Meic Stevens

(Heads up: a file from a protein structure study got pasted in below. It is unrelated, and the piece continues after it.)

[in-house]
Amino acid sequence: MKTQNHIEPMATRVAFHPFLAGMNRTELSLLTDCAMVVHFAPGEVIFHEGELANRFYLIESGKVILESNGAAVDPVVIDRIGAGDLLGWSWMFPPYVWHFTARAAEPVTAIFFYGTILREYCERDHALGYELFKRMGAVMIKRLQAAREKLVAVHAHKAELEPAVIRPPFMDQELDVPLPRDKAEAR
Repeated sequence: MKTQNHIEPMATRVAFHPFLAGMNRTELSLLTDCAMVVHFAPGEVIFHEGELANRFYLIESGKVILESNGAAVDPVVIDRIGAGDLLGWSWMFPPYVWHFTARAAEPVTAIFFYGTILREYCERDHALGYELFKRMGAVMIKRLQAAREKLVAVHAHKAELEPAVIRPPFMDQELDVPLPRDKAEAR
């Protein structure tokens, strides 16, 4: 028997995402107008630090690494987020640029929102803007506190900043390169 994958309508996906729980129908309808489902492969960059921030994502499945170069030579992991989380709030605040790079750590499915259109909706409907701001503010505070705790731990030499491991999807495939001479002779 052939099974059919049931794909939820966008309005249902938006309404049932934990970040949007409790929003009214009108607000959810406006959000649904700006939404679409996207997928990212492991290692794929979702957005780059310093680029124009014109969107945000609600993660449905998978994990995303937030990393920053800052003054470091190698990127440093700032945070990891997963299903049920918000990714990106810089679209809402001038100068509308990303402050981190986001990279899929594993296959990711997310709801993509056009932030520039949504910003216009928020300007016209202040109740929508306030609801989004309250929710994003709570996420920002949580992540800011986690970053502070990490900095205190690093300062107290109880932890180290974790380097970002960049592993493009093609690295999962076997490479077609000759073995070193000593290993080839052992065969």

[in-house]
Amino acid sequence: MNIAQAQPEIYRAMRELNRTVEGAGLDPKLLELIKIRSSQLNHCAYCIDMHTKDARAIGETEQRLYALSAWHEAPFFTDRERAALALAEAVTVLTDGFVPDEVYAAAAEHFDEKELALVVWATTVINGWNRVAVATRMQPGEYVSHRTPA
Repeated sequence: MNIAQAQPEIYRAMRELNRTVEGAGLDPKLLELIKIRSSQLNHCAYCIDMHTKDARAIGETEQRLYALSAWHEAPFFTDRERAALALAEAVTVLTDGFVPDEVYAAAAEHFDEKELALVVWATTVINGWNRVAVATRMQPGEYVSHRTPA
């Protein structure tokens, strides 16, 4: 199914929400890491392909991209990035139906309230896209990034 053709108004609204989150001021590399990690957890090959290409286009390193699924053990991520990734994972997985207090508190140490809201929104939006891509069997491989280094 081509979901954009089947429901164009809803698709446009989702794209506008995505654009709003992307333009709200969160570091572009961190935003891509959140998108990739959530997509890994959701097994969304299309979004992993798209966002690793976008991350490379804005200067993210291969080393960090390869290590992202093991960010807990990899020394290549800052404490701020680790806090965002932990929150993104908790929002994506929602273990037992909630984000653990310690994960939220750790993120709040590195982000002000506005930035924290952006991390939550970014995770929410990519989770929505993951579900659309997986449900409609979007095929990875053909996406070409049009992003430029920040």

Meic Stevens is a legend in his native Wales, even as he remains somewhat unknown outside of that country, due chiefly to his insistence on singing in his native Welsh language. The psych-folk singer and guitarist is often referred to as "the '60s Welsh psych-Dylan" and compared favorably with fellow astral-travelers like Syd Barrett. He was discovered by Jimmy Saville, a DJ who saw Stevens (from Solva, on the West Coast of Wales) performing at the Manchester University folk club in 1965. This discovery led to Meic Stevens recording his first single -- with producer John Paul Jones (later of Led Zeppelin) -- for Decca Records that same year. Stevens continued to perform around Britain and Wales during the '60s, playing on recording sessions and even reportedly turning down a five-album, five-year record contract with Warner Bros. in 1970 -- they wanted to turn him into the "Welsh Van Morrison" -- in order to concentrate on recording in his own language. His 1970 album Outlander, which features sitar and tablas courtesy of Magic Carpet's Keshav Sathe, is today -- like most of his albums -- considered quite rare and highly collectable among psych-folk fans.